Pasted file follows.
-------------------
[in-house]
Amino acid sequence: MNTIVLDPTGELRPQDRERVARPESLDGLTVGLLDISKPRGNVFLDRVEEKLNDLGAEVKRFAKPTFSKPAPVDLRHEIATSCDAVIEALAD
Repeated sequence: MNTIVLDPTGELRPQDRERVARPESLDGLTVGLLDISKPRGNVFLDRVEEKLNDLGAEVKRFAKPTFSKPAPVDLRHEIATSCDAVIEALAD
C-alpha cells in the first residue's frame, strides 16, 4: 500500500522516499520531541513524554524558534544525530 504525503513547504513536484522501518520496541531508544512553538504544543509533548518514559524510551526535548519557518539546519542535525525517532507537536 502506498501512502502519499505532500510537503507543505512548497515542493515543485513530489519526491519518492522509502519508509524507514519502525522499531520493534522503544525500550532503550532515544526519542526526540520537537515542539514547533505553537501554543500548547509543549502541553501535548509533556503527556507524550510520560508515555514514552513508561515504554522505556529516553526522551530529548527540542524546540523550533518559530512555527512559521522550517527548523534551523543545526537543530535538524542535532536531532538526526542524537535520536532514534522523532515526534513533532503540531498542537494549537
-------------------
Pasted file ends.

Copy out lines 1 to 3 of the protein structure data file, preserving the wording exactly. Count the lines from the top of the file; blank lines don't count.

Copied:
[in-house]
Amino acid sequence: MNTIVLDPTGELRPQDRERVARPESLDGLTVGLLDISKPRGNVFLDRVEEKLNDLGAEVKRFAKPTFSKPAPVDLRHEIATSCDAVIEALAD
Repeated sequence: MNTIVLDPTGELRPQDRERVARPESLDGLTVGLLDISKPRGNVFLDRVEEKLNDLGAEVKRFAKPTFSKPAPVDLRHEIATSCDAVIEALAD